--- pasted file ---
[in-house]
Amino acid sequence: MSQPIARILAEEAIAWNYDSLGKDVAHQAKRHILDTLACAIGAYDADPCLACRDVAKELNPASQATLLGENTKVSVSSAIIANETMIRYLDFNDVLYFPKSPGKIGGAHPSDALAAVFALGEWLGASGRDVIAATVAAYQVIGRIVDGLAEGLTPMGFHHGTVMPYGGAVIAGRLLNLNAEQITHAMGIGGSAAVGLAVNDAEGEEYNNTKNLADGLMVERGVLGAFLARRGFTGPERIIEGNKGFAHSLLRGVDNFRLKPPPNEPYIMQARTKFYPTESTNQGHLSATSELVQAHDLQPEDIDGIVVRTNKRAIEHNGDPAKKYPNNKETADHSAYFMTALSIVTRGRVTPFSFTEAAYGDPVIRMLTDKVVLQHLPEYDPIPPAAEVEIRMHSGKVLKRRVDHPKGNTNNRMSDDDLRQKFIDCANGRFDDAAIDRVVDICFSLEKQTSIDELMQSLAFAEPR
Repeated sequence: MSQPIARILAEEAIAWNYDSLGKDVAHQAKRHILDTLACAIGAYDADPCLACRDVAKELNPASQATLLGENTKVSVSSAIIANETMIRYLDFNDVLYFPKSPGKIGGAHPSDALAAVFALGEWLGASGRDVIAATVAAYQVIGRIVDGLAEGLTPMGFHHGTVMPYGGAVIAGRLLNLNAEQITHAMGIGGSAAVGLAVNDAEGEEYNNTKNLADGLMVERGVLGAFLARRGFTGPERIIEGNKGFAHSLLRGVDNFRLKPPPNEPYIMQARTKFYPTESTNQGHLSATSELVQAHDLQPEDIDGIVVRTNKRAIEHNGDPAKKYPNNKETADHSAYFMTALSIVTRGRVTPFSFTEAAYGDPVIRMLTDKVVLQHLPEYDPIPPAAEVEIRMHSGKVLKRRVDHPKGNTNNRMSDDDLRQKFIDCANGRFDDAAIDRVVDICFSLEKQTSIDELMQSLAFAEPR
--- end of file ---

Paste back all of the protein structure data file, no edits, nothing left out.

[in-house]
Amino acid sequence: MSQPIARILAEEAIAWNYDSLGKDVAHQAKRHILDTLACAIGAYDADPCLACRDVAKELNPASQATLLGENTKVSVSSAIIANETMIRYLDFNDVLYFPKSPGKIGGAHPSDALAAVFALGEWLGASGRDVIAATVAAYQVIGRIVDGLAEGLTPMGFHHGTVMPYGGAVIAGRLLNLNAEQITHAMGIGGSAAVGLAVNDAEGEEYNNTKNLADGLMVERGVLGAFLARRGFTGPERIIEGNKGFAHSLLRGVDNFRLKPPPNEPYIMQARTKFYPTESTNQGHLSATSELVQAHDLQPEDIDGIVVRTNKRAIEHNGDPAKKYPNNKETADHSAYFMTALSIVTRGRVTPFSFTEAAYGDPVIRMLTDKVVLQHLPEYDPIPPAAEVEIRMHSGKVLKRRVDHPKGNTNNRMSDDDLRQKFIDCANGRFDDAAIDRVVDICFSLEKQTSIDELMQSLAFAEPR
Repeated sequence: MSQPIARILAEEAIAWNYDSLGKDVAHQAKRHILDTLACAIGAYDADPCLACRDVAKELNPASQATLLGENTKVSVSSAIIANETMIRYLDFNDVLYFPKSPGKIGGAHPSDALAAVFALGEWLGASGRDVIAATVAAYQVIGRIVDGLAEGLTPMGFHHGTVMPYGGAVIAGRLLNLNAEQITHAMGIGGSAAVGLAVNDAEGEEYNNTKNLADGLMVERGVLGAFLARRGFTGPERIIEGNKGFAHSLLRGVDNFRLKPPPNEPYIMQARTKFYPTESTNQGHLSATSELVQAHDLQPEDIDGIVVRTNKRAIEHNGDPAKKYPNNKETADHSAYFMTALSIVTRGRVTPFSFTEAAYGDPVIRMLTDKVVLQHLPEYDPIPPAAEVEIRMHSGKVLKRRVDHPKGNTNNRMSDDDLRQKFIDCANGRFDDAAIDRVVDICFSLEKQTSIDELMQSLAFAEPR